WASHINGTON (May 4, 2001) -- The annual Religious Retirement Collection collected $32.6 million in the year 2000, reaching the largest amount ever collected in an annual appeal for the Retirement Fund for Religious.
"The generosity of our people seems to know no bounds," said Bishop Joseph A. Fiorenza, President of the National Conference of Catholic Bishops. "They donated this money even when the country experienced a downturn in the stock market. Clearly, Catholic lay men and women have not forgotten those who sacrificed so much for them."
The collection achieved the extraordinary level as 83 dioceses increased over last year their gifts to support retired members of religious orders of sisters, brothers and priests. Two dioceses, the newly-formed Diocese of Laredo, Texas, and the Eparchy of Our Lady of Lebanon of Los Angeles participated for the first time. The previous high was reached last year when the collection, taken up in parishes in 1999, drew $31,455,000.
In this latest collection, which was funded by collections taken up in parishes in 2000, more than a million dollars each was donated in four arch/dioceses: Chicago, Buffalo, Detroit and Cincinnati.
The windfall will enable the fund to distribute this June $27.5 million in basic grants to 495 religious institutes, representing 25,641 senior members age seventy and over. This amounts to approximately $1,072 per religious.
Additional grants totaling over $4 million will be awarded later in the year to orders with special needs.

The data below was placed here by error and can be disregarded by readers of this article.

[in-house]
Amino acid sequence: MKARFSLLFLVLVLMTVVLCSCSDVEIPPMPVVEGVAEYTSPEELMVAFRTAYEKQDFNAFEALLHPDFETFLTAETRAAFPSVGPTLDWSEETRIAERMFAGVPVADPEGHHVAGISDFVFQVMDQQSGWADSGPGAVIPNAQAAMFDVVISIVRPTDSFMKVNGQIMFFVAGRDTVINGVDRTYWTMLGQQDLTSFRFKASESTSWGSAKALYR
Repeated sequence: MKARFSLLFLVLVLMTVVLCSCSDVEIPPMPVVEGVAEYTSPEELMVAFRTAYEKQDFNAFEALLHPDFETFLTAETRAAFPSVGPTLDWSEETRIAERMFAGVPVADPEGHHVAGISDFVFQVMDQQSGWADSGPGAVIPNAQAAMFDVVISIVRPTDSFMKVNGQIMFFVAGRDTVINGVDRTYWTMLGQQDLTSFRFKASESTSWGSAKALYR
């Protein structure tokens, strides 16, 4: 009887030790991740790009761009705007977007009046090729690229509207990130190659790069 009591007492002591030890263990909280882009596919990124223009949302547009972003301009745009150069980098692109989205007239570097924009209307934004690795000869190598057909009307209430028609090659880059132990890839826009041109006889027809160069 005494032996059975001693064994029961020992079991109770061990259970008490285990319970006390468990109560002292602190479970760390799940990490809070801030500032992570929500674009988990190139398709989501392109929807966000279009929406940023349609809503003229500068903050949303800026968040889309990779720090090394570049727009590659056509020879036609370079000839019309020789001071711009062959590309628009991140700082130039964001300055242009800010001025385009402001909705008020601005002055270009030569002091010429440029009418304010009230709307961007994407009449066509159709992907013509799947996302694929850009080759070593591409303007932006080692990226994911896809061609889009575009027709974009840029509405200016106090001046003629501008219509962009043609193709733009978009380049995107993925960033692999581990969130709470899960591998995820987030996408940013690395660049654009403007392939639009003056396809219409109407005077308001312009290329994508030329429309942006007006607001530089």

Bishop Fiorenza noted the history of the collection and said that Catholics responded as soon as they heard of the crisis and have given steadily and generously.
"Catholics learned about this need in the late '80s and took the dramatic position of standing with the orders who unstintingly serve our Church. Generous donations have made a
strong statement that U.S. Catholics never will forget all that these elderly religious do for them now and did for many years before. No other Church collection has been supported as consistently and generously as this one."
Significant progress in addressing the retirement crisis has come, thanks to the collection and other planning efforts. For example, 67 percent of men's and women's religious communities have shown a decrease in their unfundedness between 1993 and 1999.
Between 1993 and 1999 the percentage of women's orders in the National Religious Retirement Office database whose retirement plans were 61-100 percent funded rose from 25 to 40 percent, meaning that 52.2 percent of women religious in the database institutes have retirements that are 61 to 100 percent funded. The percentage of men's communities whose retirement plans were 61-100 percent funded rose from 20 to 41 percent, meaning that 36 percent of the men religious reporting have retirements that are 61-100 percent funded.
Contributions come primarily through a collection in parishes on the second weekend in Advent. The fund also has been enhanced by almost $2.6 million in bequests and gifts received throughout the year from generous individuals and organizations.